We have been given two equations:
xyz = 4
and we want to find as many solutions to this system of equations as we can.
We could proceed using simple guess and check.
We know x, y, and z must all be nonzero, since xyz ≠ 0. So that limits our search (although only slightly).
Let's try x = y = 2. We want xyz = 4, so we must have z = 1. Does the point (2,2,1) solve the second equation? Let's see.
3(2) + 2(2) - 1 = 9 ≠ 3
So (2,2,1) is not a solution of the system.
So let's try x = -1, y = 2. We want xyz = 4, so we must have z = -2. Does the point (-1,2,-2) solve the second equation?
3(-1) + 2(2) - (-2) = 3, as desired.
So (-1,2,-2) is a solution of the system.
We could continue this process, but it seems pretty slow going. Also, there might be a lot of solutions, and using this process we can never be sure we've found them all. So let's try a new strategy.
Imagine we had been given two two-dimensional equations, like
2x - y = 1
One method of finding solutions is to graph both equations and find their points of intersection:
The solutions to the system are the points of intersection, (-3,-7) and (1,1).
We can use a similar strategy to determine some solutions to our three-dimensional equations. There are a couple of differences, though. First, since the equations are three-dimensional, we will need to graph them in x-y-z space, rather than in the x-y plane. Also, since we have three unknowns but only two equations, we will either get an infinite set of solutions, or none at all. Of course, we have already seen that (-1,2,-2) is a solution, so we have at least some solutions.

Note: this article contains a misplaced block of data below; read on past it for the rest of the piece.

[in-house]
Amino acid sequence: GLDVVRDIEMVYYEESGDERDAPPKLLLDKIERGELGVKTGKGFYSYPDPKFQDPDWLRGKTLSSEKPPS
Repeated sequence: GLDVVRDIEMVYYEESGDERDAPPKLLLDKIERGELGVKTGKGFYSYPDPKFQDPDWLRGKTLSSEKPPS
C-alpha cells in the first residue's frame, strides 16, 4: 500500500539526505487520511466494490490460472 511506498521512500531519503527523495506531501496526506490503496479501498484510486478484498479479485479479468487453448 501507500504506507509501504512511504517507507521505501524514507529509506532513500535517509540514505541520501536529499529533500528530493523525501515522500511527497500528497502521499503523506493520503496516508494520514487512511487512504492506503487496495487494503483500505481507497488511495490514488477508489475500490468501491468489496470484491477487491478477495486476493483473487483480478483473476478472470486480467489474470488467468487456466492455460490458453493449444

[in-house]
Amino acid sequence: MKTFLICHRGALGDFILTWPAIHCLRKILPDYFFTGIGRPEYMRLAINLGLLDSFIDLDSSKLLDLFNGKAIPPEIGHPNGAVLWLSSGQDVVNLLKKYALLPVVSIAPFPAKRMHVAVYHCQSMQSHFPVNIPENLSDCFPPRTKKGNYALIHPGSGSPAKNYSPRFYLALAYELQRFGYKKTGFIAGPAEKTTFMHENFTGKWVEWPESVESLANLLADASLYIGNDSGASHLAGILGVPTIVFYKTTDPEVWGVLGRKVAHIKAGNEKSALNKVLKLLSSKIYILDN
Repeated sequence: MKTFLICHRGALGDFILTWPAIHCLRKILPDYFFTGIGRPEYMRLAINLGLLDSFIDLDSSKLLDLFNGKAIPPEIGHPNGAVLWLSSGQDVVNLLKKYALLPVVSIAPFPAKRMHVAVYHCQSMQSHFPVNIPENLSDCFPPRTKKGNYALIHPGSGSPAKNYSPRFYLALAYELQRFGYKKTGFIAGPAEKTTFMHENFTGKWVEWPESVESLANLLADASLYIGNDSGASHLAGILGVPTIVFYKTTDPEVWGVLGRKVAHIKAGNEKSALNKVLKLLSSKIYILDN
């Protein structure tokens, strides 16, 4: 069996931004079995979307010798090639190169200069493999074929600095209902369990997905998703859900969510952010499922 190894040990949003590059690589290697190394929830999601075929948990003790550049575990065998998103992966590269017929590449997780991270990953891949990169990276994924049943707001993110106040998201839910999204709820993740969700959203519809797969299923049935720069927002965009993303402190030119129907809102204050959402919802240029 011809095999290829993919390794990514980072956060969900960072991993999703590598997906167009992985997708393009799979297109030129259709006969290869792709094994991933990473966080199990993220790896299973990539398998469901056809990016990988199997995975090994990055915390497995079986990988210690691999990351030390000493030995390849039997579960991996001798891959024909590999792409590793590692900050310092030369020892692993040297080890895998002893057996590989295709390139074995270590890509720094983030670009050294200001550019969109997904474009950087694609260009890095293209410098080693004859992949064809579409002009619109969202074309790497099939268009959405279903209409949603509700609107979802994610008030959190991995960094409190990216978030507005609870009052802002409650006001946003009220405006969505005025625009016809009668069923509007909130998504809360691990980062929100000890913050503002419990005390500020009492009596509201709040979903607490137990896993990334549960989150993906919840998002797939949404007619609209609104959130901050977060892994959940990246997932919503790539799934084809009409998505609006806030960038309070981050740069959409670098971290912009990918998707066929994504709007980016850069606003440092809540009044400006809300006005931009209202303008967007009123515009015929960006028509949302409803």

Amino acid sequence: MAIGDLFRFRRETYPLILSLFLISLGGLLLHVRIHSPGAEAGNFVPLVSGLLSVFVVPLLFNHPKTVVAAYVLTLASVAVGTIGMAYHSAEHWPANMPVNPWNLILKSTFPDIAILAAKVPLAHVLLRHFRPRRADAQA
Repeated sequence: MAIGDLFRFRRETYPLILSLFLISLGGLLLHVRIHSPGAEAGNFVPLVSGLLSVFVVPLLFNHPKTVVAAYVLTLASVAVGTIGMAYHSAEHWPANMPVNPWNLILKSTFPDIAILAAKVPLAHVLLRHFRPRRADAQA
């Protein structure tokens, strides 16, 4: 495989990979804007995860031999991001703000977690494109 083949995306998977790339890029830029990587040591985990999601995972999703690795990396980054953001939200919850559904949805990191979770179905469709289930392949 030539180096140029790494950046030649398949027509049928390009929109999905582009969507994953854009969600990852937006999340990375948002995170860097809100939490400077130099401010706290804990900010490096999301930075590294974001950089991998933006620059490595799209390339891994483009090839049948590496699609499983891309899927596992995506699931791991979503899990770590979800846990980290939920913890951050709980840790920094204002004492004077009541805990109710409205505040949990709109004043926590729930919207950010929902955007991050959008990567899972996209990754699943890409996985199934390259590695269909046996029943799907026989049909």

Let's graph our two equations:
The two surfaces do indeed intersect, and, as with the two-dimensional equations, every point in their intersection is a solution to the system.
Let's try to determine a description of the intersection. Note that it is a curve, rather than discrete points.
We know 3x + 2y - z = 3, so z = 3x + 2y - 3.
So we can substitute this for z into xyz = 4, and we have
Now we can use the Quadratic Formula to solve for y in terms of x:
So our solutions are of the form (x0, y0, z0), where
If we project this onto the x-y plane (by setting z = 0), we have the following graph of the x- and y-values of all solutions:
Let's use this information to find some integral solutions to the system.
For our solution to be integral, we need
Using a similar strategy as what we used in the two-dimensional example (above), we can graph y = 9x4 - 18x3 + 9x2 + 32x and determine its points of intersection with y = 1, y = 4, y = 9, y = 16, etc.
I used my TI-83 and checked y = n2 up to n = 10, and I found that the graph intersects y = 1, y = 9, y = 16, y = 25, y = 36, y = 49, y = 64, and y = 81 at points with irrational x-coordinates. So these will not give us integral solutions to the system.
However, the graph intersects y = 4 at (-1,4),
So x = -1 and x = 2 will give us rational (possibly integral) solutions.
Let's determine what those solutions are and see if they're truly integral.
x = -1
x = 2
Note that (-1,2,-2) is the solution we found using guess-and-check (above). But now we've found two more integral solutions:
(-1,2), (-1,1), (2,-2), and (2,0.5) are all points on our projected solution curve:
You can use this Graphing Calculator file to try to locate more points on the projected solution curve. Then you can easily determine the z-coordinate of the solution by finding z = 4 / (xy).